Workers Hesitant to Join Protests Against Serbian President
Dec. 10, 1996
BELGRADE, Yugoslavia _ Their motives may differ, but independent union leaders hope workers soon will find a place in the mass demonstrations against Serbian President Slobodan Milosevic.
Workers, afraid of losing their jobs and minimal salaries, have been hesitant to join protesters who've vented their anger daily for three weeks in the most serious challenge to Milosevic since he came to power in 1987.
Marches through the capital streets have attracted up to 150,000 students and sympathizers calling for Milosevic's resignation. The protesters have moved beyond their original demand _ that Milosevic honor the opposition victories in Nov. 17 local elections, results that later were overturned.
Opposition leaders planned a symbolic boycott of today's first session of a new federal parliament, which represents Serbia and its only remaining partner in Yugoslavia, tiny Montenegro.
The United States has urged NATO allies to help pressure Milosevic to open a dialogue with opposition leaders and to recognize last month's municipal elections. Secretary of State Warren Christopher, speaking in Brussels on Monday, threatened renewed sanctions unless Milosevic complies.
In Washington, State Department spokesman Glyn Davies said the United States would continue ``turning up the flame'' on Milosevic.
``Clearly pressure works in Serbia, and we'll just have to keep the pressure on and see what we can accomplish,'' he said.
Workers' participation in the demonstrations is crucial because they may be the only force that can seriously shake Milosevic. But efforts by independent union leaders to organize a general strike thus far have received a timid response.
Several hundred people gathered at Belgrade's IMT engine and tractor factory Monday to demand better living and working conditions. But they refused to leave the factory gates for a planned march to the Serbian government building.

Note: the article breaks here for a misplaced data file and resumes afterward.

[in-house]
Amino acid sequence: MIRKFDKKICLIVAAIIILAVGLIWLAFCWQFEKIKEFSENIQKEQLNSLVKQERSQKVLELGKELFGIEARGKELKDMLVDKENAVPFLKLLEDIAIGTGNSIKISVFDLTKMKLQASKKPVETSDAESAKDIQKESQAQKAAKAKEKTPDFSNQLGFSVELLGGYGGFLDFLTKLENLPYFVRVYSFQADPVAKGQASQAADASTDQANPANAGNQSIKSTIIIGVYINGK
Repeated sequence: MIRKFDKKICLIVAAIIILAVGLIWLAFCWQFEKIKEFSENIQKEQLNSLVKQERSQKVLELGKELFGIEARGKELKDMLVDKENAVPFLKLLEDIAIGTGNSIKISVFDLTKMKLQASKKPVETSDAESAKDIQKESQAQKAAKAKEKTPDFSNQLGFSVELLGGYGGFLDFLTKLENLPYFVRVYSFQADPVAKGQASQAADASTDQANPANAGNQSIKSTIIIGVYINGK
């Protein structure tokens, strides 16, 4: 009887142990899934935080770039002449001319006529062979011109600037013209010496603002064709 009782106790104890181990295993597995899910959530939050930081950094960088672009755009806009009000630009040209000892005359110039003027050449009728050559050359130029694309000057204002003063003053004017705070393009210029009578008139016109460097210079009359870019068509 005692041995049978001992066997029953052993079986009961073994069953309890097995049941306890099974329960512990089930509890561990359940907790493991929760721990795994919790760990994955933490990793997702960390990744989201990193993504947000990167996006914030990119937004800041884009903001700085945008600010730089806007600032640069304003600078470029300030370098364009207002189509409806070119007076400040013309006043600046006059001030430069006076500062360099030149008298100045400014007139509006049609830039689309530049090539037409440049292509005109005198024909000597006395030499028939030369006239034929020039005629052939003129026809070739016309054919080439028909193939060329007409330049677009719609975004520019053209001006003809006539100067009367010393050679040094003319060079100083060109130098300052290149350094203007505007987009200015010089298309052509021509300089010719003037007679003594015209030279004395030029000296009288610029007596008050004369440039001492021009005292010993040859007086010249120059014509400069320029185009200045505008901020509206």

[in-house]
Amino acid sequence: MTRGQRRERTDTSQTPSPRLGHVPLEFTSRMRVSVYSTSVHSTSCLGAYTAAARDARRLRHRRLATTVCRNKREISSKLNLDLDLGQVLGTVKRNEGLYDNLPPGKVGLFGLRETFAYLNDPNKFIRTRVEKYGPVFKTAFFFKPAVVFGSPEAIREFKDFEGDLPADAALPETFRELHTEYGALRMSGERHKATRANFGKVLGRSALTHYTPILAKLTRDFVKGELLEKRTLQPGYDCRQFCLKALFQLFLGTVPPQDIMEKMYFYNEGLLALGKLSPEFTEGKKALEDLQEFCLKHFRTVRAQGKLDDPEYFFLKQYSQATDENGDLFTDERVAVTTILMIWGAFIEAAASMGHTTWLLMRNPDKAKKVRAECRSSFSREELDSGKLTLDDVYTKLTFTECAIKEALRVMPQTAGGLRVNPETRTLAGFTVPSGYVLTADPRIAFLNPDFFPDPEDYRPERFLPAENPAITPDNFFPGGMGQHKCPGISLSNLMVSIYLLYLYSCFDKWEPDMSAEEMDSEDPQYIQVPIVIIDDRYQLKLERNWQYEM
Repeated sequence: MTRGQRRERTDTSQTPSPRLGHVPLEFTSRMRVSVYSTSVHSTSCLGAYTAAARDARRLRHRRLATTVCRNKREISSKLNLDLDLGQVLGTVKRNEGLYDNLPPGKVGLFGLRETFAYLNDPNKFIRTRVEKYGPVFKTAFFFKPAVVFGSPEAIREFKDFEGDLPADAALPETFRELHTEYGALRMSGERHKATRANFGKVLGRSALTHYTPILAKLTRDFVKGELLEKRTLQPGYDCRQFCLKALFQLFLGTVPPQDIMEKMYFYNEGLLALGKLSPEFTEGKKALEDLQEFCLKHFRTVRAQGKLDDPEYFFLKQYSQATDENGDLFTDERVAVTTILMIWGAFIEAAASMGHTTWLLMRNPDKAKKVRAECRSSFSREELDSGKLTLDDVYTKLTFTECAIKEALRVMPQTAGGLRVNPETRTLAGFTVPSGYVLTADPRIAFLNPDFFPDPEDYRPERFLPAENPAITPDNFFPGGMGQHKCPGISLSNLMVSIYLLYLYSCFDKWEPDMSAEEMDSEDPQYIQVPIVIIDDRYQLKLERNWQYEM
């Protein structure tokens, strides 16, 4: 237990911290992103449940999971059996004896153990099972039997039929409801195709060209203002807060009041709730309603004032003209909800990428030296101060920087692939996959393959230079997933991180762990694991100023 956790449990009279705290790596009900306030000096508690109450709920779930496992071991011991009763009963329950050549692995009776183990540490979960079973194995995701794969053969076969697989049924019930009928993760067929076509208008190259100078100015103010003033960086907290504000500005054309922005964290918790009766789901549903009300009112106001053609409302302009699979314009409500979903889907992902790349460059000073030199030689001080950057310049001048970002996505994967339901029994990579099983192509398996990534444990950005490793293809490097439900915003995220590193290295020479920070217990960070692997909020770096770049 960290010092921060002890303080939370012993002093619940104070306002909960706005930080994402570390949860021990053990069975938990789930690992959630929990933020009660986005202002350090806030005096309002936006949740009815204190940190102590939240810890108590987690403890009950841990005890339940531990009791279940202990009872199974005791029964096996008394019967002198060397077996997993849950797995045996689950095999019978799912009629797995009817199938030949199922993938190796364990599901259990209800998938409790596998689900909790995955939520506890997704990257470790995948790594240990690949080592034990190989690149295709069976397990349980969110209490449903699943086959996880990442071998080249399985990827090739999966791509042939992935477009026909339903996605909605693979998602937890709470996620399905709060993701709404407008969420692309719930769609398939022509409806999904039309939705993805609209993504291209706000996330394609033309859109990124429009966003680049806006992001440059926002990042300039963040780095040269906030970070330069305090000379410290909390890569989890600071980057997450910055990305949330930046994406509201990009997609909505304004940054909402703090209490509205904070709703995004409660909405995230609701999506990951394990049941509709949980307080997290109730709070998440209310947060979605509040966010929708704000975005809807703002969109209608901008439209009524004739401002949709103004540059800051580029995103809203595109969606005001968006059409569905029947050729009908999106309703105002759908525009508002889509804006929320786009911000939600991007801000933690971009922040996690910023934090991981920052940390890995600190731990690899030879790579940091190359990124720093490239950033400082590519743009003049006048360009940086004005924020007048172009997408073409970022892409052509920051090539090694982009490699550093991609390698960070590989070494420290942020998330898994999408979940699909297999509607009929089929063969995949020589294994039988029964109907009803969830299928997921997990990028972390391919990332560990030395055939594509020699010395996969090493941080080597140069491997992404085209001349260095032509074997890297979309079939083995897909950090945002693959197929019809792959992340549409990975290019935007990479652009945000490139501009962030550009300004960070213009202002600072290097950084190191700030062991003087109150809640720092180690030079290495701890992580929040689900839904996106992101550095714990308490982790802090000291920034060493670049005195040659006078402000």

The workers accuse the government of squandering vast sums of money, destroying the economy and reducing people's daily existence to a bare minimum. Still, union leaders said workers were afraid of losing their jobs and incomes, however meager.
``The fear is immense,'' Dragoljub Matic, an independent union official said. ``This is the first time that we can't get workers to walk out of the factories.''
Most of the workers refused to talk to reporters; others said they feared being used as tools in a political struggle. Unlike the protesters who jam downtown streets every day, they say their demands are purely economic.
Sanctions imposed to punish Milosevic's role in instigating war in Croatia and Bosnia as well as economic mismanagement have sent the economy into a deep nose dive.
``We are here because we have nothing to eat. We don't care about politics,'' said Zarko Jokic, a 47-year-old father of two who earns the equivalent of $50 a month.
``I'm willing to go to the rallies ... but I don't want to be led around like a sheep,'' added Djordje Bozanic.